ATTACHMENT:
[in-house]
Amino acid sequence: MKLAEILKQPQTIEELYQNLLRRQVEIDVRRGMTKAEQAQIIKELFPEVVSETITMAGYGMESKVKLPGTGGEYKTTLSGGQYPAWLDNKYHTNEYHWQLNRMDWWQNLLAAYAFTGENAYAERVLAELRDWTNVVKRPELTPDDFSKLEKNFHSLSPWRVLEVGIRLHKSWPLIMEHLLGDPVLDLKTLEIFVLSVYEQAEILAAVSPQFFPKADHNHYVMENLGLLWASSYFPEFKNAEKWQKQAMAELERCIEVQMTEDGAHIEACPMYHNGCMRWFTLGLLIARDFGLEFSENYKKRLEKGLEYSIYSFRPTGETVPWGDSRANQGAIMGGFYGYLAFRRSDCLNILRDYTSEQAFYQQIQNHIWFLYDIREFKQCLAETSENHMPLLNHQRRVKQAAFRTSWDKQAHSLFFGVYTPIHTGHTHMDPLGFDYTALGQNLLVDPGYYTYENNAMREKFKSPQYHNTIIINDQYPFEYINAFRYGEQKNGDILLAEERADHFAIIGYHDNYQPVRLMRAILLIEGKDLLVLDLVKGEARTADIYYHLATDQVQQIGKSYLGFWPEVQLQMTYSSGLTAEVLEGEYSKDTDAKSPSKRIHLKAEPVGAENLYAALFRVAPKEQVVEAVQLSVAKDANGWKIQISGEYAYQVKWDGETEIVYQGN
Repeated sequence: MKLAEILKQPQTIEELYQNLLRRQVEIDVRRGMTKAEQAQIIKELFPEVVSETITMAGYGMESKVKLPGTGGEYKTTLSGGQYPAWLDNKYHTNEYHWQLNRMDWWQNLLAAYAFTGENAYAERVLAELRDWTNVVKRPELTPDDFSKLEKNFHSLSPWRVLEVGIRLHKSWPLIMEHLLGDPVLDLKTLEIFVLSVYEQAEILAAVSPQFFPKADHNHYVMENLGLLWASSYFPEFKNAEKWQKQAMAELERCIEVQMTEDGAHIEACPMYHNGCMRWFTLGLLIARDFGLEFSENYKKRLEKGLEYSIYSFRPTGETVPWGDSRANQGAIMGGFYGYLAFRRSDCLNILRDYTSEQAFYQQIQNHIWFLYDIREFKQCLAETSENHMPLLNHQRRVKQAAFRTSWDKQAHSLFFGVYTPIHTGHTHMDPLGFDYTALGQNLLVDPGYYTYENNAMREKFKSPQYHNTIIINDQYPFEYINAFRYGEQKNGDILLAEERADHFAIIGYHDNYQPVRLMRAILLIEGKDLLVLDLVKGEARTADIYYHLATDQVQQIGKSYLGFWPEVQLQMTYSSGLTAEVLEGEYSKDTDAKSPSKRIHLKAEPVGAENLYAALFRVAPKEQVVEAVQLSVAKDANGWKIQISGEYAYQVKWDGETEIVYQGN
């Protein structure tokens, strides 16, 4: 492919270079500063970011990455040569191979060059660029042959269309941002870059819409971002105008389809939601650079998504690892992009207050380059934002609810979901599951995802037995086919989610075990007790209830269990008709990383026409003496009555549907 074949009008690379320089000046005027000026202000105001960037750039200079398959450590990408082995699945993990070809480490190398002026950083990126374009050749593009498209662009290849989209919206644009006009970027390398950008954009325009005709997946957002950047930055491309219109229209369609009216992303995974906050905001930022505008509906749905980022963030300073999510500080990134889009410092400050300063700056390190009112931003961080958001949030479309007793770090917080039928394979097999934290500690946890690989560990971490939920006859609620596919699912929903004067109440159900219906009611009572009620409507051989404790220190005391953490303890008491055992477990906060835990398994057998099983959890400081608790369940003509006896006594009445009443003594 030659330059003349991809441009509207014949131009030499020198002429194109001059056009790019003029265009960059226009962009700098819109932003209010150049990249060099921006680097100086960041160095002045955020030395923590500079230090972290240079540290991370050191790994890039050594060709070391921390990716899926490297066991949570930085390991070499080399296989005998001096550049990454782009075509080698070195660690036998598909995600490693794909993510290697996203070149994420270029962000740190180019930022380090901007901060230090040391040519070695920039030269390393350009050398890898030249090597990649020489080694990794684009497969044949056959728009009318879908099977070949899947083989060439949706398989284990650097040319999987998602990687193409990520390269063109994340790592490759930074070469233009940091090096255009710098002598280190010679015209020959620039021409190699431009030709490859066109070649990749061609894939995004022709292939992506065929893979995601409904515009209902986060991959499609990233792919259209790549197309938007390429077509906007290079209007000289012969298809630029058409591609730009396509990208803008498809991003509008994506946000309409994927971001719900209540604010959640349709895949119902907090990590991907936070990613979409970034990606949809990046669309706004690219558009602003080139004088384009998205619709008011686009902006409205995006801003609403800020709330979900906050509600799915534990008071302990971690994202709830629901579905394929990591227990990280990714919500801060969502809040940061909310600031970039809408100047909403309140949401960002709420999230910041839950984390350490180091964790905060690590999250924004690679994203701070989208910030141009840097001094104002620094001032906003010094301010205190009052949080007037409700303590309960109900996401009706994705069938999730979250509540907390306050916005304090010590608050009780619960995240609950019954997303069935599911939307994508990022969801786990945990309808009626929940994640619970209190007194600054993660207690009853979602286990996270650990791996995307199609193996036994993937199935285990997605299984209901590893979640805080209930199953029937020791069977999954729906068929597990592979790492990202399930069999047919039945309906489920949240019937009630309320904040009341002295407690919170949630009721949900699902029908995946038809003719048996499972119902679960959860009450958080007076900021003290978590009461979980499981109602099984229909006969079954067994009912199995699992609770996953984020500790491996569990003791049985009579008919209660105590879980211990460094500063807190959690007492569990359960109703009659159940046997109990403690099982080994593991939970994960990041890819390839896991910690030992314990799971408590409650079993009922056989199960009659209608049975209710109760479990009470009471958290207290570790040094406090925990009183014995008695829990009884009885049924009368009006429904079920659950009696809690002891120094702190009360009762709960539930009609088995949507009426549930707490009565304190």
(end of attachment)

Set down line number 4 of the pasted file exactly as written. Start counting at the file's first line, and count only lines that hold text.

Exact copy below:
């Protein structure tokens, strides 16, 4: 492919270079500063970011990455040569191979060059660029042959269309941002870059819409971002105008389809939601650079998504690892992009207050380059934002609810979901599951995802037995086919989610075990007790209830269990008709990383026409003496009555549907 074949009008690379320089000046005027000026202000105001960037750039200079398959450590990408082995699945993990070809480490190398002026950083990126374009050749593009498209662009290849989209919206644009006009970027390398950008954009325009005709997946957002950047930055491309219109229209369609009216992303995974906050905001930022505008509906749905980022963030300073999510500080990134889009410092400050300063700056390190009112931003961080958001949030479309007793770090917080039928394979097999934290500690946890690989560990971490939920006859609620596919699912929903004067109440159900219906009611009572009620409507051989404790220190005391953490303890008491055992477990906060835990398994057998099983959890400081608790369940003509006896006594009445009443003594 030659330059003349991809441009509207014949131009030499020198002429194109001059056009790019003029265009960059226009962009700098819109932003209010150049990249060099921006680097100086960041160095002045955020030395923590500079230090972290240079540290991370050191790994890039050594060709070391921390990716899926490297066991949570930085390991070499080399296989005998001096550049990454782009075509080698070195660690036998598909995600490693794909993510290697996203070149994420270029962000740190180019930022380090901007901060230090040391040519070695920039030269390393350009050398890898030249090597990649020489080694990794684009497969044949056959728009009318879908099977070949899947083989060439949706398989284990650097040319999987998602990687193409990520390269063109994340790592490759930074070469233009940091090096255009710098002598280190010679015209020959620039021409190699431009030709490859066109070649990749061609894939995004022709292939992506065929893979995601409904515009209902986060991959499609990233792919259209790549197309938007390429077509906007290079209007000289012969298809630029058409591609730009396509990208803008498809991003509008994506946000309409994927971001719900209540604010959640349709895949119902907090990590991907936070990613979409970034990606949809990046669309706004690219558009602003080139004088384009998205619709008011686009902006409205995006801003609403800020709330979900906050509600799915534990008071302990971690994202709830629901579905394929990591227990990280990714919500801060969502809040940061909310600031970039809408100047909403309140949401960002709420999230910041839950984390350490180091964790905060690590999250924004690679994203701070989208910030141009840097001094104002620094001032906003010094301010205190009052949080007037409700303590309960109900996401009706994705069938999730979250509540907390306050916005304090010590608050009780619960995240609950019954997303069935599911939307994508990022969801786990945990309808009626929940994640619970209190007194600054993660207690009853979602286990996270650990791996995307199609193996036994993937199935285990997605299984209901590893979640805080209930199953029937020791069977999954729906068929597990592979790492990202399930069999047919039945309906489920949240019937009630309320904040009341002295407690919170949630009721949900699902029908995946038809003719048996499972119902679960959860009450958080007076900021003290978590009461979980499981109602099984229909006969079954067994009912199995699992609770996953984020500790491996569990003791049985009579008919209660105590879980211990460094500063807190959690007492569990359960109703009659159940046997109990403690099982080994593991939970994960990041890819390839896991910690030992314990799971408590409650079993009922056989199960009659209608049975209710109760479990009470009471958290207290570790040094406090925990009183014995008695829990009884009885049924009368009006429904079920659950009696809690002891120094702190009360009762709960539930009609088995949507009426549930707490009565304190």